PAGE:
Home » Book-mo-bike: a creative solution to library space challenges

Book-mo-bike: a creative solution to library space challenges

by Cat Jackson

The Hopewell Borough’s public library is an old and beautiful building, but with no wheelchair ramp, no elevator, and very little internal space, it’s inaccessible to many Borough residents. The situation has become so challenging that library director Dr. Barbara Merry and other representatives sometimes personally deliver books to library patrons who are home-bound. Some think that* eventually, the library will need a new building. In the meantime, a clever solution has been proposed: a bicycle-based mobile unit. A $1,000 grant from the Hopewell Harvest Festival has been awarded to the project and earmarked for new books. Library staff have taken to affectionately referring to this future asset as the Book-Mo-Bike.

Book bikes serve the same functions as a bookmobile van might serve. The storage space, maintenance fees, and credentials needed to drive one, however, are much lower. The Borough is too small to justify a full-sized bookmobile, and a bike is able to go places that a van cannot. The bike eventually will be outfitted with a small book collection, a tablet outfitted with checkout credentials, and a mobile hotspot. This means that most essential library functions can be taken to festivals and public events cheaply and easily.

Phoenix Nutter, who is a staff librarian and the community outreach coordinator, has helped spearhead this project and said they hope to send the Book-Mo-Bike out on scheduled rounds so that those who live in the Borough can rely on it to check books in and out. Beyond that, though, the Book-Mo-Bike will “take the library off Broad street.”

Th Book-Mo-Bike has a second feature: extra space. The library building is very small, and this has hampered staff attempts to expand library holdings – especially with foreign language and bi-lingual books. Having that extra shelf means that books for those who are trying to learn a second language, or who have difficulty reading in English, can benefit from library resources. “The town has a multi-cultural component that’s not really reflected as well as it could be in the actual collection makeup of the library,” said Nutter. “[The library is] supposed to be the cultural heart of the community. We want to allow the heart to speak in more languages, as it were.”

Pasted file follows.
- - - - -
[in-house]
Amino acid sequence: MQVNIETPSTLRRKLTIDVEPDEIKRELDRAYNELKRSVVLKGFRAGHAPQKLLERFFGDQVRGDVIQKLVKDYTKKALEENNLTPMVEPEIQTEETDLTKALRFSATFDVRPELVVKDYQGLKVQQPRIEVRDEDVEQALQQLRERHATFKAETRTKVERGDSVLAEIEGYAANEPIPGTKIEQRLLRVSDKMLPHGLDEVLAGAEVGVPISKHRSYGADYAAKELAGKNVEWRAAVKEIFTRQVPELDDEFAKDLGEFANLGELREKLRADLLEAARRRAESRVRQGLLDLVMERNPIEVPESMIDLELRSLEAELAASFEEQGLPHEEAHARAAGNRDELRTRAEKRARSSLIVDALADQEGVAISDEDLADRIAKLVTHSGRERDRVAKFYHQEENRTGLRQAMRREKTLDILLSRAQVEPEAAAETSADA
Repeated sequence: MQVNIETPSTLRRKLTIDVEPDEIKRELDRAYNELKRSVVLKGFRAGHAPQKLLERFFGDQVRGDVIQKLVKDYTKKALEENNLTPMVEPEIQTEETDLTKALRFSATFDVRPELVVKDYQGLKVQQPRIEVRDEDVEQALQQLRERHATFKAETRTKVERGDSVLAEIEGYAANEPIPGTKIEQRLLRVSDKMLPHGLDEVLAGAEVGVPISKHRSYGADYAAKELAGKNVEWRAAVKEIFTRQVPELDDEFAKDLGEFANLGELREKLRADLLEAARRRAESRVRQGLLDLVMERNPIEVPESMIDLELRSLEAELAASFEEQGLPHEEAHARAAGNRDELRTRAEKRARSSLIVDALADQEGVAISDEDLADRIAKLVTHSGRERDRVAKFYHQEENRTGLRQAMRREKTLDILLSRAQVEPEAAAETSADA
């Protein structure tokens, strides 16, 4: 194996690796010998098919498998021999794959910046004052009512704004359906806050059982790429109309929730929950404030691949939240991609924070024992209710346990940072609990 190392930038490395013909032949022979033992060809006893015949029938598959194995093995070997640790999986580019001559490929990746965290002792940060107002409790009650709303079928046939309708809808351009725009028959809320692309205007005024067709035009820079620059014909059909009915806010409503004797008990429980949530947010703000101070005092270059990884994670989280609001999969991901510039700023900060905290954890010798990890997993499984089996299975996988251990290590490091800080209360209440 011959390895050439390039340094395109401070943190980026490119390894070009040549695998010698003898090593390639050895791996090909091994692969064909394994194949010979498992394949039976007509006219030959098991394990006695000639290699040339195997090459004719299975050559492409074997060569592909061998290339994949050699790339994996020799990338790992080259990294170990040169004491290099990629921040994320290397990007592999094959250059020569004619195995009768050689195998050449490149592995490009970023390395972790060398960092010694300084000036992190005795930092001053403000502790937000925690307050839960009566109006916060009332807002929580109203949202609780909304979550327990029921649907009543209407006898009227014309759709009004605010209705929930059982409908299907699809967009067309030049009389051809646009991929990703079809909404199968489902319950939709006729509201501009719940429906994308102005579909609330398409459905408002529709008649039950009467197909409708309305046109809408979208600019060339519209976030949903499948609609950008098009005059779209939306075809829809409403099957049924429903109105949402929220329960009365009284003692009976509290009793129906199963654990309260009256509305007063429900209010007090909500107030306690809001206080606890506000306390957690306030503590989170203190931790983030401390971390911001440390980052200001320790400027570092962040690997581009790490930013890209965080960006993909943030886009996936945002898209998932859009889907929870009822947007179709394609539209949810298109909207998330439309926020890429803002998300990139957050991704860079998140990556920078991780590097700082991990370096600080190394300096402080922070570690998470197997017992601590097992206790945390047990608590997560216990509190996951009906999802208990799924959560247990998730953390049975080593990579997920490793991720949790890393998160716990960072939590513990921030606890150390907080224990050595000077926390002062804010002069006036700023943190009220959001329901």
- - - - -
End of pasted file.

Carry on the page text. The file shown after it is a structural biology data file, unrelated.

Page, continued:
In order to purchase the bike, the Borough needs another $5,000 in funding. Grant applications and library fundraisers are in the works to meet this goal. 

In addition to funding, there is a major concern with the Book-Mo-Bike project remains: road safety. During the library board meeting on November 30, concerns were raised by board members and members of the public alike. Two days earlier, on November 28, a bicyclist was injured by a car on Broad street – just a block away from where the board meeting was being held. Many citizens of the Borough take pride in the walking and biking culture of the area. Commuter traffic from out of town, on the other hand, does not always respect crosswalks or make sufficient room to pass bikers. Some bikers are also prone to disobeying important traffic safety laws by running red lights and stop signs, which increases the chance of injury from a collision.

Nobody wants to put a library staff member or volunteer in danger. Before a book-mo-bike is deployed in the community, the Library will put together a full safety plan and training guide. 

Featured Image: A book bike by Haley’s Tricycles in Philadelphia. This one is outfitted with a media center. Used with permission.

*Edited 1/22/24 to reflect that there is no consensus yet about whether the library will need to move to a new building.

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